Past Reviews

Regional Reviews: Minneapolis/St. Paul

Isla Tuliro
Pangea World Theater / Teatro del Pueblo
Review by Arthur Dorman | Season Schedule

Also see Arty's review of The Wolves


Lydia Hernandez, Lita Malicsi, and Mar Alojado
Photo by Bruce Silcox
Isla Tuliro literally translates as "Isle of Confusion," an apt title for this original co-production mounted by Pangea World Theater and Teatro del Pueblo. The play chronicles the Philippine Islands, depicting a sweetness of life and a culture steeped in myth before the arrival of the first Europeans, and the subjugation of its people by Spanish explorers and traders starting in 1521, followed by callous imposition of American capitalism after the U.S victory in the Spanish American War in 1898. The show has been lavished with passion, creativity and ambition by its creative team. What comes across in Isla Tuliro, however, is a simplistic spin on the passing of those centuries, and—for audience members—confusion, as the title suggests.

Isla Tuliro was written by Marlina Gonzalez, a multidisciplinary artist whose work draws on elements of Theater of the Oppressed and Theater of the Absurd. Those foundations are visible in Isla Tuliro. The play is enacted with the help of a narrator (Lita Malicsi), dressed in colorful traditional attire, and her two translators (Mar Alojado and Lyra Hernandez), as much of the narration is in traditional Tagalog. At the onset, this trio warn us that they will good-naturedly disagree among themselves as they interpret the show's meaning, and they do, which tends to distract from the core narrative, but gives a nod to the inevitable loss of truth when values and events pass through the lens of one culture to another.

Three unnamed indigenous young women and an elder woman enter, playfully portraying what appears to be an idyllic existence, with the narrator repeating—many times—the value of the stories that have spawned these people's customs and beliefs. For all the talk of the importance of story, there is no sense of what the stories comprised, or what might differentiate these stories from those of other indigenous cultures. This section includes a beautifully performed Banga dance, whereupon the dancer gracefully balances a tower of black bowls placed upon her head. So lovely, but with little sense of added meaning to the piece. This idyll is broken when a storm brings a fearsome creature called Manuel (Marcos Romeo Lopez) to their shore. Manuel is not a true character, but a symbol of Spanish rule, whose domination imposes Christianity and foreign trade on the islanders. He appears fearsome, a ribbon-festooned monster with a horse-like mask reminiscent of those worn by the steeds in Equus. A parade is led by buffalo head snakes through the populace, and a tinikling dance performed, the lively dance that involves hopping in and out of the space between long bamboo poles percussively shifted back and forth just above the ground, though their relevance to Manuel is not clear.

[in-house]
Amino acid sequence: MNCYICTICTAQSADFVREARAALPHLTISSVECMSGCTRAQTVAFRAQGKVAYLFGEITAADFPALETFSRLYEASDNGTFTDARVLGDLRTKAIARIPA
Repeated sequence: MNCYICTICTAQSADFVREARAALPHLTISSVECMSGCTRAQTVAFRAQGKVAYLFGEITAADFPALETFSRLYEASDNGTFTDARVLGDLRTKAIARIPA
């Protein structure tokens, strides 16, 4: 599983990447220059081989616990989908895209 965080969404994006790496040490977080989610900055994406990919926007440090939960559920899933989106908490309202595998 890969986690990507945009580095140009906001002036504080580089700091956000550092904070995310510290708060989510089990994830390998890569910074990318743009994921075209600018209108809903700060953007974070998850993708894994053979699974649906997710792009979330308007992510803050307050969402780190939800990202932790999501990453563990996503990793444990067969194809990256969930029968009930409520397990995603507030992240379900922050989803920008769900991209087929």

After intermission new arrivals appear on the island, Encanta (Tinne Rosenmeier) and Encantado (Zachary Kulzer). They are festooned in garish red, white and blue outfits, with hideous make-up, of the sort that makes young children afraid of clowns. They successfully challenge Manuel for control of the islands, and then impose arrogant cultural imperialism on the native population, including determination that they speak English, instructing the locals in precise enunciation even as they speak with exaggerated southern drawls. The names Encanta and Encantado come from Filipino mythology, creatures described as being blond, good-looking and taller than ordinary humans. What prescient mythology, to anticipate the arrival of these usurpers centuries in advance!